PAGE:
The Meerkat enclosure was close to the entrance, and as I am fascinated with them, they got my attention for a while.  The keeper was just finishing a session with children there, so I was able to ask a few questions.  All these meerkats are boys, no females kept there, and their ages range from young to mature. It was a mostly sunny day, so they had a good stretch out.  There’s a glass wall separating the animals and the public, and that made for tricky photography at times.



The deer wandered around the area, and interacted with the public as they wanted.  I had one deer who searched me for tidbits, and somehow managed to relieve me of my guide map, which I didn’t notice at the time.  She was fairly well mannered, even when she realized no food was forthcoming.

The Australian black swan, from Western Australia.  I was charmed by this bloke.

Many years ago, on one of my first trips out Bush, I was lucky to see a Bustard in the wild in flight.  In fact, it left a large deposit on the truck windscreen 🙂  They were prized by bush people for the great eating quality; sadly these birds are not as widespread as in earlier times.

This Cheetah shared quarters with another one, but I wasn’t able to get a good image of it.  Yes, it was looking right at me…..


I spent a great deal of time with this creature.  I was profoundly affected by the look in it’s eyes.

Luckily I had my long lense with me for when it came to getting ‘close’ to the giraffes.  And no, I didn’t spend $50 for a closer encounter 🙂  I saw them interacting with the keeper and was most impressed with their relationship.

Parrots of all sorts attract me.  I grew up with budgies, and had a pet galah, and become friends with other birds kept by friends.  So I spent quite a time whispering sweet nothings to this pair of magnificent birds, who were very happy to hang around posing.

Finally, I hear you say, some australian creatures!  Various wallabies in various sections of the grounds, and it was lovely to watch the wallaby come over to the lady in the wheelchair, so she and her little child could pat and feed it.  That sets up good memories for the child, who will hopefully remember it and in later live behave well with animals.

The white birds, corellas, were there in the hundreds, wild birds getting a free handout.  Cheeky as can be, and this wallaby at times had to push for his share of fruit.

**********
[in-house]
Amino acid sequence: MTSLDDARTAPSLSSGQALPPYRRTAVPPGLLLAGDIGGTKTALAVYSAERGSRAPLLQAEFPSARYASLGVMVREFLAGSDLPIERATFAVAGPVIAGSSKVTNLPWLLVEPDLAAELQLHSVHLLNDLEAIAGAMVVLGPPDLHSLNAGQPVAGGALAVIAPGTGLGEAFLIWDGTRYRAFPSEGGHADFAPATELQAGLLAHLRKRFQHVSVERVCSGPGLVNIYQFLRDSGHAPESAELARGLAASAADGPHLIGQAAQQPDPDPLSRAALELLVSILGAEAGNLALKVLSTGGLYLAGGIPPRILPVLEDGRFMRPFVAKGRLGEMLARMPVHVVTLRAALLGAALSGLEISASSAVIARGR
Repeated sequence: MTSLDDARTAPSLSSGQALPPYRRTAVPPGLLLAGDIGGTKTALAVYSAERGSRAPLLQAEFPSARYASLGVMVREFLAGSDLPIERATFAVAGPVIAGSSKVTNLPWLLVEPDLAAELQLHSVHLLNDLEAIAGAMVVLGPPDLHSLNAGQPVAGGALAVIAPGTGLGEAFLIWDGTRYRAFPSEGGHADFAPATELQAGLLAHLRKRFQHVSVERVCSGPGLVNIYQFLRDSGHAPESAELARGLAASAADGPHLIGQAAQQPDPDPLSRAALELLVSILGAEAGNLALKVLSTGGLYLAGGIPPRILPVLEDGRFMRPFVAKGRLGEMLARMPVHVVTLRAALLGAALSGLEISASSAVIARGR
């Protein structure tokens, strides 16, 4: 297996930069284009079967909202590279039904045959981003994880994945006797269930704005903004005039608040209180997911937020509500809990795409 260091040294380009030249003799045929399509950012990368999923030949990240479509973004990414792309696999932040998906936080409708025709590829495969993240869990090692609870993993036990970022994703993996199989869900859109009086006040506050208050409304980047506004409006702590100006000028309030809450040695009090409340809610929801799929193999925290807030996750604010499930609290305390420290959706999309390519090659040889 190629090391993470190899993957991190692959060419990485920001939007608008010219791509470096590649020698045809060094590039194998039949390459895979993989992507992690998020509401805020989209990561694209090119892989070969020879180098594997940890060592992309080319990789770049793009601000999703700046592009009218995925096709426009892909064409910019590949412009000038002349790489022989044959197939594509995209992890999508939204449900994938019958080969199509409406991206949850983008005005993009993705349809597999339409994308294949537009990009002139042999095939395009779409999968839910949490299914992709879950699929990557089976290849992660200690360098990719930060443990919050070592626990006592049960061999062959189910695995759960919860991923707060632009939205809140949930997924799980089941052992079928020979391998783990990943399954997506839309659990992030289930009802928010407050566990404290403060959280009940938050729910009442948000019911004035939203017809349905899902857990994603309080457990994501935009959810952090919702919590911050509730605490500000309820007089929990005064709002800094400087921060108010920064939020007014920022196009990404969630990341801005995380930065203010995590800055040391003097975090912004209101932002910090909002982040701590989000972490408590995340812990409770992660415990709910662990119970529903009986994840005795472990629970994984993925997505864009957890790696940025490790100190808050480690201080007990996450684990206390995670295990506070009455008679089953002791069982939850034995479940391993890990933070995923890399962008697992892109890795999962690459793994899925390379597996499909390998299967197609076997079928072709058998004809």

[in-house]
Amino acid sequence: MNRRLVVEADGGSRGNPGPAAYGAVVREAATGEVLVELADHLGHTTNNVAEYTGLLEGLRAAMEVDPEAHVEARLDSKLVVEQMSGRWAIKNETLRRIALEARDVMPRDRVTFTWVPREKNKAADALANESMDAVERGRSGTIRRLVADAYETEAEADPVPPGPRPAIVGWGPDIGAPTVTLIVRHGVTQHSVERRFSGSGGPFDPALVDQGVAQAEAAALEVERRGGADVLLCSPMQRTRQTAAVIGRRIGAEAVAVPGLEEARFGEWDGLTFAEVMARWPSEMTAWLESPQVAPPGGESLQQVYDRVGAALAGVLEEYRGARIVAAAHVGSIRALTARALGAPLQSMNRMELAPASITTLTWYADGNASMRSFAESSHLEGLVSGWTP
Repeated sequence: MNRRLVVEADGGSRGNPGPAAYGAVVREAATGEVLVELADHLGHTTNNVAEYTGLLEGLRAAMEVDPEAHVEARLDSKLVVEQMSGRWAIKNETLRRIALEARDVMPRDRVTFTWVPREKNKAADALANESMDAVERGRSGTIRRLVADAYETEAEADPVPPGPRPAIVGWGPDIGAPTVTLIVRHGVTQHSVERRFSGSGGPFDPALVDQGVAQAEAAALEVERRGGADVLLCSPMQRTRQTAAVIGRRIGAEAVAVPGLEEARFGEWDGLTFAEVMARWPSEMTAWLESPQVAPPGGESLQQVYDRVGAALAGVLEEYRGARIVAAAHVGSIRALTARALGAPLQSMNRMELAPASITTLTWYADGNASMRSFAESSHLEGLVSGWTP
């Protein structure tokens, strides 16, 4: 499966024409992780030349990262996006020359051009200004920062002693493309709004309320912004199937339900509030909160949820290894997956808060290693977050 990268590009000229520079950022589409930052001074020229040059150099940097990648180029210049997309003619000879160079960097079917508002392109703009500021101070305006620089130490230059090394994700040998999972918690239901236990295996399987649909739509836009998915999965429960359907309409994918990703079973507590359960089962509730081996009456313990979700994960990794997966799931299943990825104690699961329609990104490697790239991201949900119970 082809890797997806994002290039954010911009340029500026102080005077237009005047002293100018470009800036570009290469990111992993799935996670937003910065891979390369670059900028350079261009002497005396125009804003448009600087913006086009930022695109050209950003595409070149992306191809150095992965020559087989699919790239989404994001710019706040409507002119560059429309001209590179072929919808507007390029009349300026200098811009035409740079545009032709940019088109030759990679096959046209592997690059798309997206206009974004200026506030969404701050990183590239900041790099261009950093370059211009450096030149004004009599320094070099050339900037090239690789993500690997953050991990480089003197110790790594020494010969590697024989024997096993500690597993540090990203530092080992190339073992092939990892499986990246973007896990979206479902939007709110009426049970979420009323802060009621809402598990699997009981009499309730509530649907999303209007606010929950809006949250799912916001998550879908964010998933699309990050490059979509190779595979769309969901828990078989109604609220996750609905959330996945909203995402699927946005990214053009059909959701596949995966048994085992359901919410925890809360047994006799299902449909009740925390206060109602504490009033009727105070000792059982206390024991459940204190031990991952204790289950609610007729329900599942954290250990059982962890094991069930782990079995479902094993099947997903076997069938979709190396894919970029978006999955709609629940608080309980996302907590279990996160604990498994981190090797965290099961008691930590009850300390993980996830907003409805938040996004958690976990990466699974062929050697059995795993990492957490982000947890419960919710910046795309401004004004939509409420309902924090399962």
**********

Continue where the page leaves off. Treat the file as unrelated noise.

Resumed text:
There were some corellas in cages, which I wondered about, then found out they had been rehomed there when the owners had died.  It was funny to be walking along and hear “hullo” come from the cage!  It took me a moment to realise what was happening.  Then I was amused to see the same thing happen to another couple walking past later.


All I could think of with this bison, was imaging in the old days, herds of thousands in gallop across the prairie, and how the ground would have rumbled with their presence.

There were emus at the zoo, but they were boring characters, whereas the ostriches were great value with their antics.  Can’t imagine riding one however!

A positive role for the zoo, was providing a habitat/safe house for this wedge tailed eagle, who as a result of an accident wasn’t able to fly and fend for itself.


Some things cannot be accounted for.  I found myself very attracted to this rodent, and watched it for ages.  There were at least two in the compound.  It’s a large creature, and very active, and possible it’s one creature I’d pay extra for to get up close and personal with.  As I say, there’s no accounting for some things 🙂

The zoo has many many more creatures, both mammal and reptilian, including a croc, so what you see here is simply a small sample.  I spent hours there and could have easily doubled the time without being bored.  The office sells basic nibbles and drinks/iceblocks, as well as souvenirs.  The plans are afoot for a proper cafe to be built on the grounds, and I’m sure that will be a successful enterprise.

Lastly, don’t be scared by the dinosaurs, they are quite friendly!